- First National Bank's life insurance business is raising the maximum it will repay customers, in eBucks, from 15% to 40% of their premiums – for those at a high enough reward level.
- Based on an extensive investigation of FNB customer data, the bank says, it has determined that those with a higher eBucks level manage their health better, and so live longer.
- FNB doesn't actually measure health in any way, only how customers interact with the bank.
- The use of financial behaviour as a proxy for how long you are likely to live comes amid a bitter battle as the Discovery Group tries to fight off Liberty's use of Vitality status in selling life insurance.
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First National Bank says it can use the level its customers achieve on the FNB eBucks rewards scheme to estimate how long they will live, at least roughly.
FNB Life this week announced it is now offering its life insurance policyholders up to 40% of their premiums back, in the form of eBucks – for those on the top tier of the eBucks scheme. Others, at lower eBucks levels, will see smaller cash-back payments.
But those payback levels are not just discounts, of the sort FNB offers on flights and other purchases. The bank says those on a higher eBucks level manage their health better, and so tend to live longer, making for a longer period during which they will pay life premiums before dying and triggering the policy payout.
See also: Discovery Vitality stopped it giving away R500,000 in free Ster-Kinekor movie tickets per month, Liberty says – and Virgin Active was bullied too
"We are able to prove a significant correlation between people's health outcomes and their eBucks level," FNB Life CEO Lee Bromfield told Business Insider South Africa.
"That is something that holds up statistically."
FNB does not have access to health data for its customers, Bromfield confirmed. It doesn't get heart-rate data directly from wearable fitness monitors, it does not know what its customers go to the doctor for, and it does not know if they are getting HIV or cancer screenings.
But FNB does know when its customers die, and it has many customers. So the bank ran an analysis across that entire customer base, and found that those on eBucks level 5 tend to live longer than those on eBucks level 1.
The bank was "quite surprised" at that result, Bromfield said.
South Africa's best-known wellness scheme, Discovery Vitality, is based on health behaviour, with a level determined by factors such as how often you exercise, what kind of preventative health screenings you participate in, and how healthy you eat.
Your eBucks reward level, on the other hand, is determined by how you interact with FNB. Requirements to qualify for the rewards scheme and move up the ranks include using FNB's online channels to bank, investing or borrowing certain minimum amounts of money, and even appointing FNB as the executor of your will.
Nonetheless, said Bromfield, FNB and its re-insurers are satisfied that the eBucks level which measures how you do business with FNB is a valid proxy for how long you are likely to live, and it is willing to put money behind that assertion. Specifically, any of the four million FNB Life policy holders on level 5 of eBucks will now be getting back R400 on every R1,000 they spend on life insurance, up from R150 under the previous rules.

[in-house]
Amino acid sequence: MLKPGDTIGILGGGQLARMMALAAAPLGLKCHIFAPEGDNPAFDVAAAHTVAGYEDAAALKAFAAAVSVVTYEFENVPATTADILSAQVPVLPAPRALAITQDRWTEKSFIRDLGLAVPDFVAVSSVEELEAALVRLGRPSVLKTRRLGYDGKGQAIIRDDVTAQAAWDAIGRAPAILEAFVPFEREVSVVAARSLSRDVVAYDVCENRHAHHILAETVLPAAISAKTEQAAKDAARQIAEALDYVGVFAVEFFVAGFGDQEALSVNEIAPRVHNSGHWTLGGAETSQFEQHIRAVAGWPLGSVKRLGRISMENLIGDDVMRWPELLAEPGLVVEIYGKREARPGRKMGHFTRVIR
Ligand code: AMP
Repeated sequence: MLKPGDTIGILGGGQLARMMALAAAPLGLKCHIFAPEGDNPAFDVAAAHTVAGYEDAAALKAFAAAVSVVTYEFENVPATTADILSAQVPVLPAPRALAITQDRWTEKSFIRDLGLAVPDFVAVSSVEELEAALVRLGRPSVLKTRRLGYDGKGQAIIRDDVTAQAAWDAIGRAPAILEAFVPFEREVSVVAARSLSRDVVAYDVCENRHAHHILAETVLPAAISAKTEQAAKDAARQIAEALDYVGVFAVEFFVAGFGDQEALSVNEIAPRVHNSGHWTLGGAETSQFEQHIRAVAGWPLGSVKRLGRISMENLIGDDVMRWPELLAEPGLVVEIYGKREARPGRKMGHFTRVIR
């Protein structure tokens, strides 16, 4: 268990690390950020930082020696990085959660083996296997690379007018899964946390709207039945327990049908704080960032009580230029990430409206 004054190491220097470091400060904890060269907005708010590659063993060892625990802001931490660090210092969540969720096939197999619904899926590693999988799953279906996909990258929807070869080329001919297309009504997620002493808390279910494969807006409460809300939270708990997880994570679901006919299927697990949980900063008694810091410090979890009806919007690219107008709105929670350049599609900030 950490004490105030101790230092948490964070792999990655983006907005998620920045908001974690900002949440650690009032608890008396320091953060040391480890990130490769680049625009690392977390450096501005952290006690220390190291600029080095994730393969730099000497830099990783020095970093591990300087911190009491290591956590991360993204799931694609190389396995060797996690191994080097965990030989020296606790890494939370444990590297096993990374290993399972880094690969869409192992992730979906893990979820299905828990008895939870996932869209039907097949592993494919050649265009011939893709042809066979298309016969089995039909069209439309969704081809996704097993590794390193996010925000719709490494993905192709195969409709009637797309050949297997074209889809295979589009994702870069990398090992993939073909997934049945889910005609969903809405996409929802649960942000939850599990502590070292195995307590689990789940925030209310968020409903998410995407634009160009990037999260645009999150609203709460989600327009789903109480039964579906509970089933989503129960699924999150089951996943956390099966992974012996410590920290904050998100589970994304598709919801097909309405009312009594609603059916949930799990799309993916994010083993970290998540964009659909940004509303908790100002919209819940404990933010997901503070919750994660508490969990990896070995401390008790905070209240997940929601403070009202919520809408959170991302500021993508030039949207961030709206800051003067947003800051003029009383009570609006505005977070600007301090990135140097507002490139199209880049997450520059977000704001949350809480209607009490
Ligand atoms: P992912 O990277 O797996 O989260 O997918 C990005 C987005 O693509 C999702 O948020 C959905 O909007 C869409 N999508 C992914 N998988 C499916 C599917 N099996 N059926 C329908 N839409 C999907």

Meanwhile, Discovery and Liberty fight about Vitality
FNB Life's rule change comes in the middle of a nasty battle between the Discovery Group and competitor Liberty about measuring how likely people are to stay healthy – or die.
Discovery is taking Liberty to court to demand it stop using their shared customers' Vitality status to calculate cashback payments to customers.
According to court filings, Liberty offers up to 40% back to customers on the top tier of Vitality – which happens to be the same as FNB's new maximum eBucks repayment offer.
Vitality seeks to change people's behaviour around their health, encouraging more exercise and other good habits. This, Discovery says, reduces costs for the non-profit Discovery Health Medical Scheme that is administered by the for-profit Discovery health. Another Vitality client is the Discovery life insurance business, which says the highly complex calculations involved in Vitality also allows it to better estimate who is healthy – and will stay alive for a while yet – and who is not, and won't.
Liberty, the Discovery group now charges, piggy-backs on the back of those Vitality calculations by asking people to take screenshots to prove their Vitality status. Liberty assumes that those on higher Vitality levels are healthier, and so offer them more of their premiums back in cash after a period of time. It has no formal relationship with Vitality, or the Discovery group, and does not pay for that service.
In court papers seeking to stop Liberty's piggy-backing, Discovery Life says it feeds data on the deaths of its clients back into the Vitality system to help refine it, while Vitality also draws data from medical claims Discovery medical scheme members lodge.
Creating this system has cost R1 billion, Discovery says, and running it costs R400 million a year – not including the benefits such as free coffee and reduced gym fees Vitality provides its members.
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